I remember a great gaming experience I had with Might and Magic VI. The game started in a small town where everything seemed to have a place and a purpose. I really enjoyed the immersion factor of this area. Never did I get the feeling that I didn’t belong or that my actions were meaningless. Unfortunately, the rest of the game didn’t quite live up to the promise of that first area.
That initial town started me thinking about crafting playing areas where everything had a function. As per my previous posts, I will explore the potential of using a village (and surrounding areas) as the main questing area in the context of a roguelike.
I want the village to seem alive with every actor having a clear role and back story. The village should function like a living organism. It should be able to operate without relying on the actions of the player and should react to environmental events (weather, economic, physical threat) in a acceptable manner.
It is my vision that the player will be able to see the impact of his actions on the livelihood of the village and it’s villagers. If the baker gets sick (special event) the player can choose to go find a cure or do nothing. If the player fails (there might not be a cure) or does nothing, the baker could either die or get well. If the baker dies there might not be a baker in town for a while, which could impact the baked goods supply within the village. There might be other consequences depending on the other relationships impacted by the death of the baker.
It is these indirect consequences that I would like to explore in a game design. I am hoping that direct feedback (through quest rewards) and indirect feedback (through changes in the village) would inspire the player to engage with the game.
For the next few posts, I hope to explore building the indirect feedback loop into the fundamental game design.
Traditionally, roguelikes have been about random generated environments, turn-based game play, tactical combat, character progression and inventory management. A few modern incarnations have had some form of questing system, but not to the level as described in my previous post.
In order to facilitate a meaningful gaming experience I need to find a way to engage the player with the game world. I want the player to feel like he belongs in the world and the he can make a difference to his character’s life and the lives of the other characters within the game world.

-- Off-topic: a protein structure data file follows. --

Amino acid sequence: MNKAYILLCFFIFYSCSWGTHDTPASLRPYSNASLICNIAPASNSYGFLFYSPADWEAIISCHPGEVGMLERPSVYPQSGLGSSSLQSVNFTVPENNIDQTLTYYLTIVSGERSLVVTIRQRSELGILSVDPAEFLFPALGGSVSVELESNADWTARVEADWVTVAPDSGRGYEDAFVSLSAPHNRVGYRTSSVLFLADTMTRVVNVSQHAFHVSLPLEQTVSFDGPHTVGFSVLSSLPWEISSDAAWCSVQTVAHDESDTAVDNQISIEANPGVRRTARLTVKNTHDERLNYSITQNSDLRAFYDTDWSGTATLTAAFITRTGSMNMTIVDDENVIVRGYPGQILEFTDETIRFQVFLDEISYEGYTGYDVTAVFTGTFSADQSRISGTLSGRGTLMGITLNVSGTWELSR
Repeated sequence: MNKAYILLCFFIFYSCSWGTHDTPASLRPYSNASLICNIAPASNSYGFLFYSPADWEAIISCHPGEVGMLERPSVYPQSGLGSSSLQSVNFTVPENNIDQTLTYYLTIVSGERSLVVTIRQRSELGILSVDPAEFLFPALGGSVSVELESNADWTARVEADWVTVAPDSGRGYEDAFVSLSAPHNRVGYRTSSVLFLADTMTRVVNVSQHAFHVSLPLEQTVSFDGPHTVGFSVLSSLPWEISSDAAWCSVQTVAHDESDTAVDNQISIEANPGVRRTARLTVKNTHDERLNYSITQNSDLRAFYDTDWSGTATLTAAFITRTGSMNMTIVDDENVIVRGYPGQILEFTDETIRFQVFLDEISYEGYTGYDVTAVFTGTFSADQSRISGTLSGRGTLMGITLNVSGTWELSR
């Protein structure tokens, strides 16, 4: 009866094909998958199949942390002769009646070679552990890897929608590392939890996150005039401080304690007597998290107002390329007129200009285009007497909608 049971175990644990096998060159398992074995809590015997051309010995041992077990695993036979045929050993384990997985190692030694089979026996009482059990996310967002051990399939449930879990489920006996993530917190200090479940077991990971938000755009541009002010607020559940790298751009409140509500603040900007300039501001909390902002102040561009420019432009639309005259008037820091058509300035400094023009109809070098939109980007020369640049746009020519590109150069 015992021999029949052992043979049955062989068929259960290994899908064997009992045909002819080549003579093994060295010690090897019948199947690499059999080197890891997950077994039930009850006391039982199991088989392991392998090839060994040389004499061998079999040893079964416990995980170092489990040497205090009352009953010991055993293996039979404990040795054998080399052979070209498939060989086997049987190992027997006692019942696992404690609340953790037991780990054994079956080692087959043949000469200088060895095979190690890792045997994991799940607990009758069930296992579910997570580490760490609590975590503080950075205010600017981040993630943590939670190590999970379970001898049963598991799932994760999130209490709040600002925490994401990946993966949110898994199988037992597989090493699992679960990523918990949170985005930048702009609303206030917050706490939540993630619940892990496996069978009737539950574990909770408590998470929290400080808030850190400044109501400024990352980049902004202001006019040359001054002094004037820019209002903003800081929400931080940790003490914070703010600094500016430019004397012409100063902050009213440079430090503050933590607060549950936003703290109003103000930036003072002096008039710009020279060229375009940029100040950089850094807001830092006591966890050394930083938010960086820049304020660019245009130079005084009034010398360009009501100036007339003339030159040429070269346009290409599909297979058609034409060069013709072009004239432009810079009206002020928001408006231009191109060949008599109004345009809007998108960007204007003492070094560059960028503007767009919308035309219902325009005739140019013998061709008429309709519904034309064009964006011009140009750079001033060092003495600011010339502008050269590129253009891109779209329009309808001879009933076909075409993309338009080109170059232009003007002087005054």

As a first implementation, I propose to centre the action around a single village. Each character in the village will have a specific role and purpose. I don’t want any meaningless elements within the game world. Everything should be built according to a plan and a purpose.
The player character will be a member of the village. I want the player to feel like he is a part of the village and has some purpose in the village. I don’t think the player will take a primary role within the village, such as the role of the innkeeper, smith or butcher, but will have some kind of supporting role within the village.
I can achieve the above mentioned supporting role through various means. An obvious way would be to make the player a child of one of the villagers. The player will start his journey by assisting his parents with their particular tasks and then gradually branch out to do greater things.
Another possibility is for the player’s livelihood to be threatened by some external force, causing the player to seek refuge at the village and requiring the player to take steps to get back on his feet. For example, the player could have his farm destroyed by a band of Orcs and would then need to take refuge at the village Inn. From there he has various options available to him. For example, he could assist the villagers with their tasks or leave the village to find the Orcs. It becomes the player’s decision and his decisions will change his experience.
The outcome of the player’s actions would, hopefully, have a lasting impact on the lives of the villagers, the overall future of the village and possibly the player himself.
I’ve been thinking about doing an experiment with quests in a roguelike game. My ideal quest implementation would steer away from the traditional Fedex and “kill x number of y creature” quests. The problem with the aforementioned quests is that they are easy to implement and simple to complete and therefore very tempting to use. Unfortunately, they are also very boring and unfulfilling.